In the late Captain’s log books we have discovered the following account of a strange land to be found somewhere in the coldest part of that ice-bound continent. Captain Byrd, who is said to have suffered carbon monoxide poisoning in his 1935 Antarctic exploration, states that that is the year he discovered a place called Galapagalpeng.

Here then is his account in his own words:

“I don’t know how long I was unconscious but when I opened my eyes I found I was in what appeared to be a large hall that seemed to be made completely of ice. The walls were deep glacial ice with pale green striations that were clear as crystal. There was a single light source in the centre of the hall from which emanated a blue-white glow that cast a bright enough light to illuminate the entire hall. It was also the single source of warmth, for when I looked down I realised I had been undressed and no longer had on my several layers of clothing, parka, fur-lined cap and snow goggles. Instead I was in my underwear and vest with my socks on, yet I was comfortably warm.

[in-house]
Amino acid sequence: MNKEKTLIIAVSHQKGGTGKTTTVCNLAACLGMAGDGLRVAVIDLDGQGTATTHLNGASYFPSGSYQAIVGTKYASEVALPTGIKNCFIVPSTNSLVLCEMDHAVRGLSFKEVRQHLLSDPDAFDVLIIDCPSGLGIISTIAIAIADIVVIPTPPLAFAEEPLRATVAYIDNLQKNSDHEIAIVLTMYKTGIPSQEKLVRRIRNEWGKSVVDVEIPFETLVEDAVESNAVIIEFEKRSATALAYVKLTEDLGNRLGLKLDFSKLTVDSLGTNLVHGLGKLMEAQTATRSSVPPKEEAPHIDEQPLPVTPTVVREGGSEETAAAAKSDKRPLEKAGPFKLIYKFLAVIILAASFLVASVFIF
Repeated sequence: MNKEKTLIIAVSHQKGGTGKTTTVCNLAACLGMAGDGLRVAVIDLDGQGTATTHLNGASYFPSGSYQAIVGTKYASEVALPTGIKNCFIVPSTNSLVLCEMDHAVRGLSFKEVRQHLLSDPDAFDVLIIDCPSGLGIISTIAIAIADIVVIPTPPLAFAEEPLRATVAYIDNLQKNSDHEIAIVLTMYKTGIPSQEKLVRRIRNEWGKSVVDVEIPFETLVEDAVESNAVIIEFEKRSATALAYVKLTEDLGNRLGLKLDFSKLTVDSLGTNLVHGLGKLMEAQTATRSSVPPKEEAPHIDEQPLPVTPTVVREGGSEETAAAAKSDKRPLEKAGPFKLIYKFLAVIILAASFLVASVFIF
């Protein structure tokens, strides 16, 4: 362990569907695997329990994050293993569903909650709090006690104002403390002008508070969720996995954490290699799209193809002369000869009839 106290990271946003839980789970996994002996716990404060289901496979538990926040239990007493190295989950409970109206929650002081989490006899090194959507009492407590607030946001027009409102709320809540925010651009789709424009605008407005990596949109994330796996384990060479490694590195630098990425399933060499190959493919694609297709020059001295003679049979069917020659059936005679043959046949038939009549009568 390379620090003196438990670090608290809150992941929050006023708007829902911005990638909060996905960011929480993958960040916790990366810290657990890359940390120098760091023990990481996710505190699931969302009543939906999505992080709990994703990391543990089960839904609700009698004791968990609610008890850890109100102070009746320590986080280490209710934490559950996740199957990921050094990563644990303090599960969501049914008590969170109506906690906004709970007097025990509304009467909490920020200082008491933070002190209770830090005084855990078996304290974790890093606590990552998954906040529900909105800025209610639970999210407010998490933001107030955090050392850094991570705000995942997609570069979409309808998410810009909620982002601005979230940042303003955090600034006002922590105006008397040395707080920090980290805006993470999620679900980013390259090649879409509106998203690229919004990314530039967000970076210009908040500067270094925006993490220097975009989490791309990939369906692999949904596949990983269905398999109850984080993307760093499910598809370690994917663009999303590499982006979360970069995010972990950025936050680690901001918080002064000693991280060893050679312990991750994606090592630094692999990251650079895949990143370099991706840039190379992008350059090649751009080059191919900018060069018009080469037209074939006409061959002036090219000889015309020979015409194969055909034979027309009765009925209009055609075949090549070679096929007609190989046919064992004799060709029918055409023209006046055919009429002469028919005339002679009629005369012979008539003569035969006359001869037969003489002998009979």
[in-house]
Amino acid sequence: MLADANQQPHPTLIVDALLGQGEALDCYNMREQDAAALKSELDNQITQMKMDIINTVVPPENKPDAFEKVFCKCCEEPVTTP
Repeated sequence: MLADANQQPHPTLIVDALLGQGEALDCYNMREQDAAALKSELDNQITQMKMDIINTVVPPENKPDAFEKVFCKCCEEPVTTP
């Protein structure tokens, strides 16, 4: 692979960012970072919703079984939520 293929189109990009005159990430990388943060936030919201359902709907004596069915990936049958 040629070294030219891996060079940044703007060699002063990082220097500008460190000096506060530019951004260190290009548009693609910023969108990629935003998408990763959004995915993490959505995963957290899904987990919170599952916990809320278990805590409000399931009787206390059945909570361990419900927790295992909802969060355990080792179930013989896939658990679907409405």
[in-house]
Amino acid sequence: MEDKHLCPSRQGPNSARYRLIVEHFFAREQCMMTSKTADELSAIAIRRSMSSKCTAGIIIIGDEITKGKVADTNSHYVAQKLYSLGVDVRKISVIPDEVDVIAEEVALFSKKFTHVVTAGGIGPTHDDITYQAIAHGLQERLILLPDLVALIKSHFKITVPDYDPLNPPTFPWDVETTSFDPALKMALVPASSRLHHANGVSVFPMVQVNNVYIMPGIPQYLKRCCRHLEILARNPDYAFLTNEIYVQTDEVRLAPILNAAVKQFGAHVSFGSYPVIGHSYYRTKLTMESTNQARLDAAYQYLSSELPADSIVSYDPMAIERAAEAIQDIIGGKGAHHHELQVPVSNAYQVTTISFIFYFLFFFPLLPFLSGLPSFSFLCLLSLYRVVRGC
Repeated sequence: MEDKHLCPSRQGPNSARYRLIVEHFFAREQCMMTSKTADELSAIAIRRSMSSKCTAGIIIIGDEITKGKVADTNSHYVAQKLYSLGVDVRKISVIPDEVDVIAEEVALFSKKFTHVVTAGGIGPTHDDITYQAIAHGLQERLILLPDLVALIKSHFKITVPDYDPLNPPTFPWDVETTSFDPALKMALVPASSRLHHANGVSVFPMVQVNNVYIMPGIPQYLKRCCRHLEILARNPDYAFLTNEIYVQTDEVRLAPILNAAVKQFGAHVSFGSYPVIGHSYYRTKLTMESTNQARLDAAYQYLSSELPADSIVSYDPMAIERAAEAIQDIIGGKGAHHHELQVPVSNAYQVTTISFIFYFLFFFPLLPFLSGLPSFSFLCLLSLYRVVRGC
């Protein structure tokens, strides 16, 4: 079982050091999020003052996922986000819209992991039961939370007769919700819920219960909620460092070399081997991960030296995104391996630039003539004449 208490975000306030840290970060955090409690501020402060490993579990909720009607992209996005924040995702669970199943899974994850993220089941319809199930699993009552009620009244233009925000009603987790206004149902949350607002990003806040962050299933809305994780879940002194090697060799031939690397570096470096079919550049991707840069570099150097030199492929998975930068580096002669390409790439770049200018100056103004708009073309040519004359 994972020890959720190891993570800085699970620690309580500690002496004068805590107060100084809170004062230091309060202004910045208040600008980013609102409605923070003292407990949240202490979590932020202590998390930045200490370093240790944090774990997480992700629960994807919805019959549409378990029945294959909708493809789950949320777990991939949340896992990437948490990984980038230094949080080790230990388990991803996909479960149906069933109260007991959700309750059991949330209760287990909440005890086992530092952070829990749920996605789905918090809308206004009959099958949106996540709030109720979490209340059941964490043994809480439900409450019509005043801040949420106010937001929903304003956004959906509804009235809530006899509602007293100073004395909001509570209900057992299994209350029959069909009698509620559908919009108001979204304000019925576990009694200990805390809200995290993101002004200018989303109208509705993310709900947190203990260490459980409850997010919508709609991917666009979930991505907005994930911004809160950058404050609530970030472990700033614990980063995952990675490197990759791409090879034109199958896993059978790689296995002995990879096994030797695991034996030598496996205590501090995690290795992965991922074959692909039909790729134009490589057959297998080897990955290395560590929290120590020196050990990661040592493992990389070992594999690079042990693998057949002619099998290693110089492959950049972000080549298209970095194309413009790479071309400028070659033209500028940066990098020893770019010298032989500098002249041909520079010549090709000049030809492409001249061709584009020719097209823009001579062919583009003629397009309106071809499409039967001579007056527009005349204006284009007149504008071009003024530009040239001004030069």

No sooner had I raised myself and sat up when a high pitched squeaking filled the air and hundreds of tiny green penguins appeared through what I realised were arched doorways that in my supine state I hadn’t noticed before. Some of the penguins had notebooks, others had tiny instruments and they all had on white coats. Then one, who was evidently their leader, stood in front of me and squeaked. I blinked at him and shook my head uncomprehending, as he was certainly addressing me. Then there was a twitter that filled the room very much like laughter. I grinned back. Clearly they were not menacing.

The leader bowed unmistakably at me and held out his flipper hand side up. Assuming that he wished me to do so too I did and he hopped onto my palm indicating that I should raise him so that he could touch my temple. I felt no sense of apprehension and obeyed, my curiosity at these tiny obviously intelligent creatures was more than piqued. I brought him in line with my temple and then to my surprise saw him puff himself up to almost fill my hand and reach out to touch my temple.

He then proceeded to squeak directly into my mind in various pitches until finally he clearly said in plain easily understood English, “Please nod if you understand me.”

I was so surprised I almost dropped him. But I nodded and soon all the other penguins came rushing forward and speaking directly to me in English albeit in highly pitched squeaky voices!